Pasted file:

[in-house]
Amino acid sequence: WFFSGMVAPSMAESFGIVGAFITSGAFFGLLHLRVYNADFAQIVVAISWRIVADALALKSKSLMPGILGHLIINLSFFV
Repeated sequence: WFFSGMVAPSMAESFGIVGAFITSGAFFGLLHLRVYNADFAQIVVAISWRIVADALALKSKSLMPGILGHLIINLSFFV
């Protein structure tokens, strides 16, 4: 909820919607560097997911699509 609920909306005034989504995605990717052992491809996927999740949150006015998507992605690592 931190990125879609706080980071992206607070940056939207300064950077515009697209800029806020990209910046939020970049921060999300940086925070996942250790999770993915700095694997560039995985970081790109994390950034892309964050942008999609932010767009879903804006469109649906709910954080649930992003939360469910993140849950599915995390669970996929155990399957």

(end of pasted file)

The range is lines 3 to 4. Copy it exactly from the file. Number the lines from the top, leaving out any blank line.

Repeated sequence: WFFSGMVAPSMAESFGIVGAFITSGAFFGLLHLRVYNADFAQIVVAISWRIVADALALKSKSLMPGILGHLIINLSFFV
């Protein structure tokens, strides 16, 4: 909820919607560097997911699509 609920909306005034989504995605990717052992491809996927999740949150006015998507992605690592 931190990125879609706080980071992206607070940056939207300064950077515009697209800029806020990209910046939020970049921060999300940086925070996942250790999770993915700095694997560039995985970081790109994390950034892309964050942008999609932010767009879903804006469109649906709910954080649930992003939360469910993140849950599915995390669970996929155990399957």